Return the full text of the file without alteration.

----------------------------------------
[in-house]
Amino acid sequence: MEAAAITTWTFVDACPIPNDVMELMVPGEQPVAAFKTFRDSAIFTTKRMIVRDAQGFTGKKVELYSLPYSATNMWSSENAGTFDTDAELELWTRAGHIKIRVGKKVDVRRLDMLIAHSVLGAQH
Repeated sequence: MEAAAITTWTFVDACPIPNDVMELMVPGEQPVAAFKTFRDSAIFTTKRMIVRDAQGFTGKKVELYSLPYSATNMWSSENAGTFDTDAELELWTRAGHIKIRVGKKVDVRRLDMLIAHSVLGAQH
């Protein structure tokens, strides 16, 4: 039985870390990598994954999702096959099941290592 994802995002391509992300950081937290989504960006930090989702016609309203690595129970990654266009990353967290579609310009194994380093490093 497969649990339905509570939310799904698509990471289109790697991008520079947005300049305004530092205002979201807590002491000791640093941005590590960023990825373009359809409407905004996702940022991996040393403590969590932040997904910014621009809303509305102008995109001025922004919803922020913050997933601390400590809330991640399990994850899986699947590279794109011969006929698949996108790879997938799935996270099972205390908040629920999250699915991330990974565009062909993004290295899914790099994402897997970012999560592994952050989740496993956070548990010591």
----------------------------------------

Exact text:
[in-house]
Amino acid sequence: MEAAAITTWTFVDACPIPNDVMELMVPGEQPVAAFKTFRDSAIFTTKRMIVRDAQGFTGKKVELYSLPYSATNMWSSENAGTFDTDAELELWTRAGHIKIRVGKKVDVRRLDMLIAHSVLGAQH
Repeated sequence: MEAAAITTWTFVDACPIPNDVMELMVPGEQPVAAFKTFRDSAIFTTKRMIVRDAQGFTGKKVELYSLPYSATNMWSSENAGTFDTDAELELWTRAGHIKIRVGKKVDVRRLDMLIAHSVLGAQH
């Protein structure tokens, strides 16, 4: 039985870390990598994954999702096959099941290592 994802995002391509992300950081937290989504960006930090989702016609309203690595129970990654266009990353967290579609310009194994380093490093 497969649990339905509570939310799904698509990471289109790697991008520079947005300049305004530092205002979201807590002491000791640093941005590590960023990825373009359809409407905004996702940022991996040393403590969590932040997904910014621009809303509305102008995109001025922004919803922020913050997933601390400590809330991640399990994850899986699947590279794109011969006929698949996108790879997938799935996270099972205390908040629920999250699915991330990974565009062909993004290295899914790099994402897997970012999560592994952050989740496993956070548990010591």